Gunnuhver geothermal area with Reykjanesviti Lighthous in the ba Gunnuhver is a highly active geothermal area of mud pools and steam vents on the southwest part of the Reykjanes Peninsula. Named after an angry female ghost, Gudrun, whose spirit was trapped in the hot springs by a priest 400 years ago, the steamy area has an eerie atmosphere and an incredible sulphur vapor. A unique characteristic of Gunnuhver is that the groundwater here is 100% seawater, unlike other geothermal areas on the island. The colorful minerals in the ground provide vibrant hues, but danger is very real with temperatures over 300°C (570°F) so it is important to tread lightly and stick to the trails. Iceland´s largest mud pool resides at Gunnuhver; it is 20 meters (65 ft) wide of violently boiling earth. Reykjanesviti lighthouse on Reykjanes peninsula is an iconic historic structure. Few buildings in Iceland—or in the world—are as imposingly located. It was Iceland’s first lighthouse, and actually, there have been two versions of lighthouses with this name. The original one was built in 1878 but got severely damaged in a large earthquake that struck in 1887. The current version was built on safer ground in 1907 at Bæjarfell hill.
Hverafjall geothermal mountain at Sveifluháls
Hverafjall geothermal mountain at Sveifluháls Hverafjall is situatet at Sveifluháls near Krísuvúk and Seltún South west, Reykjanes, Iceland
Hengill Volcanic area in wintertime.
Hengill Volcanic area in wintertime. Hengill volcano is situated in the southwest of Iceland, to the south of Þingvellir. The volcano covers an area of about 100 km². The volcano is still active, evidenced by its numerous hot springs and fumaroles, but the last eruption occurred approximately 2,000 years ago. Some folk tales and sagas are connected to the region. For example, a young farmer is said to have killed the sleeping troll woman Jóra while she lay in wait for innocent wanderers or horsemen on the trail over Dyrafjöll.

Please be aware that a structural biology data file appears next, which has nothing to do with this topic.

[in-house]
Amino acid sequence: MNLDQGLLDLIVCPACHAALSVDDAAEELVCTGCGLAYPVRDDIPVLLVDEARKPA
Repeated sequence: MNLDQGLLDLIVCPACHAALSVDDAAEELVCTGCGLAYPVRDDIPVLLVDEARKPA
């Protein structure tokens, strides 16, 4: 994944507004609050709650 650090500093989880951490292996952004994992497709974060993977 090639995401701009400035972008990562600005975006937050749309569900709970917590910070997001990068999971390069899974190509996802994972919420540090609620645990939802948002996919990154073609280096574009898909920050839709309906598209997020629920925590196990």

Silicon Fumarole at Hveravellir - Highlands of Iceland
Silicon Fumarole at Hveravellir - Highlands of Iceland Hveravellir is a unique nature reserve situated on the Kjolur route in the middle of the west highlands between the glaciers Hveravellir is one of the most beautiful geothermal areas in the world with smoking fumarolees and beautifully shaped with sky blue, boiling water. It is a special experience to have a look around, whether it is in the summer or winter. One of our best known outlaws, Fjalla-Eyvindur (Eyvindur of the Mountains) who lived in Iceland from 1714-1783, lived at Hveravellir for some time with his wife Halla. Fjalla-Eyvindur was an outlaw for 20 years and lived in the wilderness of Iceland with Halla. I have visited more of his hiding places in Iceland, f.ex. the one at Herðubreiðarlindir oasis.
Hrafntinnusker
Hrafntinnusker Hrafntinnusker Geothermal Area is a large obsidian field located in the highlands of Iceland, just east of the infamous Mount Hekla. Hrafntinna is the Icelandic name for obsidian... Obsidian is black and glassy, and forms when rhyolite cools very quickly. The surroundings of this area are not only colourful, but also filled with many hot springs, steam vents, boiling mud pits and ice caves. Despite the hard ice, there is actually geothermal activity happening under the surface so it is not recommended to enter the caves.
Landscape from Hrafntinnusker
Landscape from Hrafntinnusker A large obsidian field located in the highlands of Iceland, just east of the infamous Mount Hekla. Hrafntinna is the Icelandic name for obsidian... Obsidian is black and glassy, and forms when rhyolite cools very quickly. The surroundings of this area are not only colourful, but also filled with many hot springs, steam vents, boiling mud pits and ice caves. Despite the hard ice, there is actually geothermal activity happening under the surface so it is not recommended to enter the caves.